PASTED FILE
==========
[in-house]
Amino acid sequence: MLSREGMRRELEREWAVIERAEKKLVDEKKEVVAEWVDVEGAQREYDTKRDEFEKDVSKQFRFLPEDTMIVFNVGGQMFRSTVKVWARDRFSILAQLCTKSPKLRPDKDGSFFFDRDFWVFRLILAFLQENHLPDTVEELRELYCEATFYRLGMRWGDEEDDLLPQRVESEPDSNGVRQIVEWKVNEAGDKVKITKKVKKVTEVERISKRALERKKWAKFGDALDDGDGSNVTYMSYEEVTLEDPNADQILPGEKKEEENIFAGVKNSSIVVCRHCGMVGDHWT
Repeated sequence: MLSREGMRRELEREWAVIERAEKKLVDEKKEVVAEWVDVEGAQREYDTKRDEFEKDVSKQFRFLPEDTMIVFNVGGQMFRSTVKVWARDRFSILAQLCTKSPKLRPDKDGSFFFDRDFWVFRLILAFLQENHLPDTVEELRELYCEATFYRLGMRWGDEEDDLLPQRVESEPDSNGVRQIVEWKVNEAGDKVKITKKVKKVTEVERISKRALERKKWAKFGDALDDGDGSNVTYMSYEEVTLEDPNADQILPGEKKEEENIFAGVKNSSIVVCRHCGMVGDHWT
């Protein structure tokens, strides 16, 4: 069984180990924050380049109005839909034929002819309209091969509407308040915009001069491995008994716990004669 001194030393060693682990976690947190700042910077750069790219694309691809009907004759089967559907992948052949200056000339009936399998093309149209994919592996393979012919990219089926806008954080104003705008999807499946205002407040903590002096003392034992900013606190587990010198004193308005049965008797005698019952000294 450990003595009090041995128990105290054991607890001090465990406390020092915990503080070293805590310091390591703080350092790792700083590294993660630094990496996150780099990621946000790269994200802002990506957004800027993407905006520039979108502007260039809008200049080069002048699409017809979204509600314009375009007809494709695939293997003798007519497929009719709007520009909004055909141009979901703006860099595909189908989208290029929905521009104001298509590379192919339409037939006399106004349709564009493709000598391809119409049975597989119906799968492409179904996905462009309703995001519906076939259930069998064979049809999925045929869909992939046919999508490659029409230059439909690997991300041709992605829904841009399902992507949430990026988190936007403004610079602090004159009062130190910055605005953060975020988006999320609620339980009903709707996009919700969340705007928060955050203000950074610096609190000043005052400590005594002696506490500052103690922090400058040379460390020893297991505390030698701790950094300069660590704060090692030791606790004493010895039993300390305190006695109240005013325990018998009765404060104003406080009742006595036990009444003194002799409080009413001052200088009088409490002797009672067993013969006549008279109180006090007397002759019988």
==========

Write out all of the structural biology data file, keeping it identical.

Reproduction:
[in-house]
Amino acid sequence: MLSREGMRRELEREWAVIERAEKKLVDEKKEVVAEWVDVEGAQREYDTKRDEFEKDVSKQFRFLPEDTMIVFNVGGQMFRSTVKVWARDRFSILAQLCTKSPKLRPDKDGSFFFDRDFWVFRLILAFLQENHLPDTVEELRELYCEATFYRLGMRWGDEEDDLLPQRVESEPDSNGVRQIVEWKVNEAGDKVKITKKVKKVTEVERISKRALERKKWAKFGDALDDGDGSNVTYMSYEEVTLEDPNADQILPGEKKEEENIFAGVKNSSIVVCRHCGMVGDHWT
Repeated sequence: MLSREGMRRELEREWAVIERAEKKLVDEKKEVVAEWVDVEGAQREYDTKRDEFEKDVSKQFRFLPEDTMIVFNVGGQMFRSTVKVWARDRFSILAQLCTKSPKLRPDKDGSFFFDRDFWVFRLILAFLQENHLPDTVEELRELYCEATFYRLGMRWGDEEDDLLPQRVESEPDSNGVRQIVEWKVNEAGDKVKITKKVKKVTEVERISKRALERKKWAKFGDALDDGDGSNVTYMSYEEVTLEDPNADQILPGEKKEEENIFAGVKNSSIVVCRHCGMVGDHWT
């Protein structure tokens, strides 16, 4: 069984180990924050380049109005839909034929002819309209091969509407308040915009001069491995008994716990004669 001194030393060693682990976690947190700042910077750069790219694309691809009907004759089967559907992948052949200056000339009936399998093309149209994919592996393979012919990219089926806008954080104003705008999807499946205002407040903590002096003392034992900013606190587990010198004193308005049965008797005698019952000294 450990003595009090041995128990105290054991607890001090465990406390020092915990503080070293805590310091390591703080350092790792700083590294993660630094990496996150780099990621946000790269994200802002990506957004800027993407905006520039979108502007260039809008200049080069002048699409017809979204509600314009375009007809494709695939293997003798007519497929009719709007520009909004055909141009979901703006860099595909189908989208290029929905521009104001298509590379192919339409037939006399106004349709564009493709000598391809119409049975597989119906799968492409179904996905462009309703995001519906076939259930069998064979049809999925045929869909992939046919999508490659029409230059439909690997991300041709992605829904841009399902992507949430990026988190936007403004610079602090004159009062130190910055605005953060975020988006999320609620339980009903709707996009919700969340705007928060955050203000950074610096609190000043005052400590005594002696506490500052103690922090400058040379460390020893297991505390030698701790950094300069660590704060090692030791606790004493010895039993300390305190006695109240005013325990018998009765404060104003406080009742006595036990009444003194002799409080009413001052200088009088409490002797009672067993013969006549008279109180006090007397002759019988």